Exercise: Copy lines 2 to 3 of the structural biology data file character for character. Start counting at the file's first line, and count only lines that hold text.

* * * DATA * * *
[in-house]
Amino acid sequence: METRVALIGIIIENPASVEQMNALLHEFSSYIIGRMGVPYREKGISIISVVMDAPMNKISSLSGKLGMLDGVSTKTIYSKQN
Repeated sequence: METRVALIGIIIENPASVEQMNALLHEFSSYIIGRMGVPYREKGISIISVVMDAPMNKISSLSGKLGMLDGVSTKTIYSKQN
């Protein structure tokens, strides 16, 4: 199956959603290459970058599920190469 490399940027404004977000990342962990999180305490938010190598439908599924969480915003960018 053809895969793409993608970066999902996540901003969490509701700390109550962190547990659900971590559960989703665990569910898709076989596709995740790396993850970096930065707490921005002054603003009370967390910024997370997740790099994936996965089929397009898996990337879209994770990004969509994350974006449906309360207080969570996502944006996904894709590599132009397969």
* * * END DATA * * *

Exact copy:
Amino acid sequence: METRVALIGIIIENPASVEQMNALLHEFSSYIIGRMGVPYREKGISIISVVMDAPMNKISSLSGKLGMLDGVSTKTIYSKQN
Repeated sequence: METRVALIGIIIENPASVEQMNALLHEFSSYIIGRMGVPYREKGISIISVVMDAPMNKISSLSGKLGMLDGVSTKTIYSKQN